According to Kamol, who spent time at Nazarbek before being transferred to O’rtasaroy, things there did improve later, with meals delivered direct to residents’ rooms. But this was only after new infections had been discovered among residents, leading to extended stays in quarantine. Kamol said that he had been quarantined for almost a month. When RFE/RL spoke to them, Aziz and Dilmurod had also been transferred from Nazarbek to the container camp at O’rtasaroy. By that point they too had been in quarantine for 25 days.

Replying to criticisms on this subject on news sites and social media, Uzbekistan’s chief medical officer, Nurmat Otabekov, had the following to say:

“People are complaining that we are extending their stay in quarantine. They are writing that they got infected while they were in the initial quarantine. If someone in the risk group gets infected with the virus then he has only himself to blame. He could have protected himself by following safety guidelines and avoiding contact with other people in quarantine.”

Critics responded that this was rather difficult when people were forced to use a common canteen and shared bathrooms.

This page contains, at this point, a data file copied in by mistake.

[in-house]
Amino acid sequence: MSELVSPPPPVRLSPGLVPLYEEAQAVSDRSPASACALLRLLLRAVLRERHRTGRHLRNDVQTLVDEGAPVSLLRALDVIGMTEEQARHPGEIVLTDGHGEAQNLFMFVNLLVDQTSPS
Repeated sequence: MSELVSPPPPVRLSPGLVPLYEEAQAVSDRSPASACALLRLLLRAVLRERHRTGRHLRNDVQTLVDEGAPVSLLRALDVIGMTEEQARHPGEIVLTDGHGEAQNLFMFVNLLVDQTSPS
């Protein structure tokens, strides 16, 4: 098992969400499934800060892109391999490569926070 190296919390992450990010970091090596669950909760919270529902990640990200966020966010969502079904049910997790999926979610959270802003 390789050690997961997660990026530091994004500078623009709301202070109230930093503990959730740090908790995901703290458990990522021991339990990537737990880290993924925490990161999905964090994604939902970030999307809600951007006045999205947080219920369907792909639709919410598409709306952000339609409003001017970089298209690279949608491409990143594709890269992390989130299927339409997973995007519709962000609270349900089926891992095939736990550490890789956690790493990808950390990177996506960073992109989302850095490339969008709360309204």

The “good government, bad local officials” paradigm, again

Another area many interviewees focus on is the plight of those with health conditions. Besides the difficulty of maintaining social distancing and the physical discomfort of some of the accommodation, for some people there was the issue of obtaining much-needed medication. O’rtasaroy resident Abdulla (pseudonym), Svetlana Bagramova writes, suffered from an intensely painful hernia, but his prescription cream ran out back when he too was at the Nazarbek sanatorium, and O’rtasaroy doctors were only able to provide him with basic medication like aspirin and paracetamol. Relatives of Feruze (pseudonym), who is diabetic, spent two days trying to convey to her the medication she needed and succeeded only after turning to contacts in the Tashkent administration for assistance.

As Svetlana Bagramova’s article makes clear, the whole issue of deliveries from friends and family was a murky one. There were no unified rules. Some were refused point blank, with relatives turned away at the checkpoint on the way into O’rtasaroy and forced to carry back home with them the items that their loved ones sometimes badly needed. Others were quoted a price: 400,000 som ($40), say, to pass on a delivery. Or they had to let checkpoint guards take their pick of the contents. Officially, the government’s hotline says that only medication and clothing can be passed on. Yet there were cases where medication was not allowed past the checkpoint, on the grounds that permission was required from a camp doctor.